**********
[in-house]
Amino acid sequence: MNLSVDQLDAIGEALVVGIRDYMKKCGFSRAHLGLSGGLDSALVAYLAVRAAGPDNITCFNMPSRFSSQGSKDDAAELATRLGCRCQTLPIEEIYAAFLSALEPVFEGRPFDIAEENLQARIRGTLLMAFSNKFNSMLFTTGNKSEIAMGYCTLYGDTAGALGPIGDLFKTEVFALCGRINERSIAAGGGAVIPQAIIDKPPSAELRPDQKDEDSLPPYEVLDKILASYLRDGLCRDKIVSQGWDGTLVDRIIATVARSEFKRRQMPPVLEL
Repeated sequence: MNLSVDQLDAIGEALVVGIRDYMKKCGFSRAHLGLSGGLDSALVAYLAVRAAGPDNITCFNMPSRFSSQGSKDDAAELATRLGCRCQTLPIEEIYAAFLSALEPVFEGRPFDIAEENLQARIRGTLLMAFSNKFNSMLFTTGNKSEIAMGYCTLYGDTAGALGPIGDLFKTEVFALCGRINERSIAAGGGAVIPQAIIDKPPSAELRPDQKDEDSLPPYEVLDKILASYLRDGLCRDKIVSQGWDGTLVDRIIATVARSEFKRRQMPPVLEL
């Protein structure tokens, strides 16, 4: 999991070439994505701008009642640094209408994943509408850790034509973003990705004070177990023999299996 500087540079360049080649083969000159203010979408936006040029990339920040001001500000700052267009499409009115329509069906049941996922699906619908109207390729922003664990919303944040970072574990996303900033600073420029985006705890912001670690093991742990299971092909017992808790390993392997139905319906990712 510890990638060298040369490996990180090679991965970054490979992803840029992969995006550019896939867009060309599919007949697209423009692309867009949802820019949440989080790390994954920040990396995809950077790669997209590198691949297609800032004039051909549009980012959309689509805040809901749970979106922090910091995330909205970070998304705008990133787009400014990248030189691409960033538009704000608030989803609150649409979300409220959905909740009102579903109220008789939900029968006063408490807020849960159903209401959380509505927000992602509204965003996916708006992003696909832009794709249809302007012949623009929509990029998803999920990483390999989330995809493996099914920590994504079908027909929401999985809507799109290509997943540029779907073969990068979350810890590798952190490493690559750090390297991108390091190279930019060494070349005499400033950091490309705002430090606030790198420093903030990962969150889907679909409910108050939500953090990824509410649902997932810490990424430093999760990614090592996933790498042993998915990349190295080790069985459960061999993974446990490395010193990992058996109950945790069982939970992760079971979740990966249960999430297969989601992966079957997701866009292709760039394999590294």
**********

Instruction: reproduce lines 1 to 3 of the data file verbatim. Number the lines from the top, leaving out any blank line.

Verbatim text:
[in-house]
Amino acid sequence: MNLSVDQLDAIGEALVVGIRDYMKKCGFSRAHLGLSGGLDSALVAYLAVRAAGPDNITCFNMPSRFSSQGSKDDAAELATRLGCRCQTLPIEEIYAAFLSALEPVFEGRPFDIAEENLQARIRGTLLMAFSNKFNSMLFTTGNKSEIAMGYCTLYGDTAGALGPIGDLFKTEVFALCGRINERSIAAGGGAVIPQAIIDKPPSAELRPDQKDEDSLPPYEVLDKILASYLRDGLCRDKIVSQGWDGTLVDRIIATVARSEFKRRQMPPVLEL
Repeated sequence: MNLSVDQLDAIGEALVVGIRDYMKKCGFSRAHLGLSGGLDSALVAYLAVRAAGPDNITCFNMPSRFSSQGSKDDAAELATRLGCRCQTLPIEEIYAAFLSALEPVFEGRPFDIAEENLQARIRGTLLMAFSNKFNSMLFTTGNKSEIAMGYCTLYGDTAGALGPIGDLFKTEVFALCGRINERSIAAGGGAVIPQAIIDKPPSAELRPDQKDEDSLPPYEVLDKILASYLRDGLCRDKIVSQGWDGTLVDRIIATVARSEFKRRQMPPVLEL